Opioid crisis: The 3 things your college-bound child needs to know

The statistics are scary no matter what – but they can be especially overwhelming for parents preparing to send their children to college.
by Julianne Pepitone /
Image: Oxycodone narcotic pain reliever
Oxycodone is a narcotic pain reliever.Education Images / UIG via Getty Images
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America is facing an opioid crisis and the facts are staggering. According to the U.S. Dept. of Health and Human Services, 116 people died every day from opioid-related overdoses in 2016. More than 11.5 million misused prescription opioids. And super-strong synthetic opioids, including fentanyl, are being passed off to unsuspecting users as less powerful drugs.

The statistics are scary no matter what – but they can be especially overwhelming for parents preparing to send their children to college.

Dr. Dave Campbell, a spine surgeon who has testified before Congress on the opioid crisis, understands the difficulty: “When combating drug use with high school kids, I always say it’s important to know who their friends are. But once they’re off to college, that isn’t always possible – we need to arm these college-bound kids with knowledge.”

But rattling off a bunch of statistics won’t do the job. Instead, Dr. Campbell recommends focusing on the basic facts about why opioid use is so dangerous – and empowering kids to share that information.

“Prescription” pills are not safer than street drugs

“There’s been a tendency for young people to believe a pill is safer. ‘It’s not like I’m snorting cocaine or injecting heroin,’” Dr. Campbell says. “That may have been true 15 years ago, but it’s not the case in 2018.”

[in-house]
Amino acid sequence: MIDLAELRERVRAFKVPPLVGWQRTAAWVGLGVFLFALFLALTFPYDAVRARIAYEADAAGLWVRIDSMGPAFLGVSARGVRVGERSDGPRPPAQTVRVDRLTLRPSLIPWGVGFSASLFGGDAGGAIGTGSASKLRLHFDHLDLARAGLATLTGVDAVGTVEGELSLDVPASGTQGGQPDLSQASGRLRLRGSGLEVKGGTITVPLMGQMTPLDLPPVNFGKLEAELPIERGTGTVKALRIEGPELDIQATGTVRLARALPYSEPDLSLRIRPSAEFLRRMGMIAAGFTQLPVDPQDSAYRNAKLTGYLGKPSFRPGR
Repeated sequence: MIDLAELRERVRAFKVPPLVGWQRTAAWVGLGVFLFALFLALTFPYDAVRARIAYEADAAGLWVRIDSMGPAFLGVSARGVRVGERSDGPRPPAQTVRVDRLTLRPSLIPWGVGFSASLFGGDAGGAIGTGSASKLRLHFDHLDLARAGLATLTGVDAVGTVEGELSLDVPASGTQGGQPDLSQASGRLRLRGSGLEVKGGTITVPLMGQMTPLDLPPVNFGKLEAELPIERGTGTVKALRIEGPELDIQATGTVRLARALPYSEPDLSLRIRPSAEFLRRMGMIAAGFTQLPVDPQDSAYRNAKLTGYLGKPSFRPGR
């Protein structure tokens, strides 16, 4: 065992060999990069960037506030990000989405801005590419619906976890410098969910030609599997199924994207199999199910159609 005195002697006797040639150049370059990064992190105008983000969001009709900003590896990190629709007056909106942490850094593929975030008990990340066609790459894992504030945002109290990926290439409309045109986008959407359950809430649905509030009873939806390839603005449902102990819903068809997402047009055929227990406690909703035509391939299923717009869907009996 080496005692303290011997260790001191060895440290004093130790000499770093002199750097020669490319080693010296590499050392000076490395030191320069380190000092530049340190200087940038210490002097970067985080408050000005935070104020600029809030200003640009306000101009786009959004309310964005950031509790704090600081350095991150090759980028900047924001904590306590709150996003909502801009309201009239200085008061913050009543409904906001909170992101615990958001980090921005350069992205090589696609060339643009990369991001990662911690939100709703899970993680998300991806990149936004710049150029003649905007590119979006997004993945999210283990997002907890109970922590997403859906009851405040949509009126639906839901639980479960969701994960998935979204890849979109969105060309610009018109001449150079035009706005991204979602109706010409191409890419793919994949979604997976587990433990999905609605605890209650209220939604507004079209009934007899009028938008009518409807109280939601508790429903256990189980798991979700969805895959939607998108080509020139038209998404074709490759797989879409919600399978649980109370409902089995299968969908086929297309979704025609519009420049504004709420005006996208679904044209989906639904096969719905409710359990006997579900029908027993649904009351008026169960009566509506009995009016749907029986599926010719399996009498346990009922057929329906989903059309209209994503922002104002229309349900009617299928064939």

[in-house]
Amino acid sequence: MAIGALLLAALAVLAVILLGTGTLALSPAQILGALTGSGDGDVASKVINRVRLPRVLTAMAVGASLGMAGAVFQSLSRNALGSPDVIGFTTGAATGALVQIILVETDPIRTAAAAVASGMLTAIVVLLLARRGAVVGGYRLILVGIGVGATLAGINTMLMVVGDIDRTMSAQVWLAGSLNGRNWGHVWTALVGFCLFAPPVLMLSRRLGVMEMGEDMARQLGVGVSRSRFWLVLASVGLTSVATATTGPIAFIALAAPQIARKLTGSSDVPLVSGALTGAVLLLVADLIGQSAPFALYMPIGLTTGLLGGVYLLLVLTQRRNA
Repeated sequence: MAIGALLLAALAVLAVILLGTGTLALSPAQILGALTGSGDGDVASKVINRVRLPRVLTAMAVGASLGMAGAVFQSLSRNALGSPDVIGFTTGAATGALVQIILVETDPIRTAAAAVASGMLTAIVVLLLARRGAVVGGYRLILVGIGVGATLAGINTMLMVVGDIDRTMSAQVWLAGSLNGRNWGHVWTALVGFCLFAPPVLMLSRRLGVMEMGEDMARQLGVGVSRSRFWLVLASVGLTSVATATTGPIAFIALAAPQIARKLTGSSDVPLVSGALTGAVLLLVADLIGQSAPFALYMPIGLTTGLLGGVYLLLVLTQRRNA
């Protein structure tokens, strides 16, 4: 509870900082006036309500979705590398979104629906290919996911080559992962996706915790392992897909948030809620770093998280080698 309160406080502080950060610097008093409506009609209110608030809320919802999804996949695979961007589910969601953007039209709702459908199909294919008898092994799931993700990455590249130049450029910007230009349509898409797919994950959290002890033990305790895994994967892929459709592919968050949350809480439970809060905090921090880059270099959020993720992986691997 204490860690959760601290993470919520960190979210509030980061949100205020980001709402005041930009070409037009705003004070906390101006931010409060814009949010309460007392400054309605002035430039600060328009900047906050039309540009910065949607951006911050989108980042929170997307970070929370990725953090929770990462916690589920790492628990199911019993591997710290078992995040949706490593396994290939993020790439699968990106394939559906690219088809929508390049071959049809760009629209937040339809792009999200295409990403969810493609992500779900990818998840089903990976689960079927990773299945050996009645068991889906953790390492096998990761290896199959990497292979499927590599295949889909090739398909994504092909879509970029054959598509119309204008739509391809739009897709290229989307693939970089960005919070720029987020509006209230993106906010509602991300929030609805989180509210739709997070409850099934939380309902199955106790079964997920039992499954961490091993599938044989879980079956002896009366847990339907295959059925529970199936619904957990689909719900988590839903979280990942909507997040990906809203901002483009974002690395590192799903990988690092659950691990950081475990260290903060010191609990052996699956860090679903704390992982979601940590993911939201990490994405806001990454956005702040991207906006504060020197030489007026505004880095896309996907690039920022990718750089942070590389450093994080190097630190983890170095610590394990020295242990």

That’s because the synthetic opioids that are on the rise are incredibly strong. Fentanyl, for example, can be as much as 50 times stronger than heroin and 100 times stronger than morphine. Fentanyl accounted for nearly 46 percent of the 42,000 overdose deaths across the country in 2016, according to the American Medical Association.

“These are not the pills of decades ago,” Dr. Campbell says. “If you can help your child to understand that, they won’t treat it as no big deal if someone offers them something at a party.”

“Just one time” could be one time too many

Kids may think that just because a pill is in a prescription bottle and stamped like a legitimate medicine, it’s safe to consume. But thanks to widely available pill-stamping machines, it’s simple for people to create counterfeit pills. For example, some pills marketed as Xanax are in fact made with fentanyl – a difference that can be deadly.

“It’s Russian roulette,” Dr. Campbell says. “You have no idea what’s really in the pill, what it’s laced with, and what it might do to you.”

It’s your responsibility to look out not only for yourself, but for your friends too

Kids may bristle when they feel their parents don’t trust them to make good choices or feel they are trying to control their behavior, Dr. Campbell explains: “Taking the focus off them and explaining the importance of helping their friends is a subtle, nuanced approach that shifts the conversation from confrontational to empowering.”

While children shouldn’t be made to feel responsible for their friends’ ultimate actions, Dr. Campbell emphasizes that parents can still “deputize” their children to share the facts above.

“The opioid crisis is such a complex and heavy topic,” he says, “but if kids can understand the basic facts of just how dangerous these drugs are, they can make informed choices – and help their new friends to do the same.”

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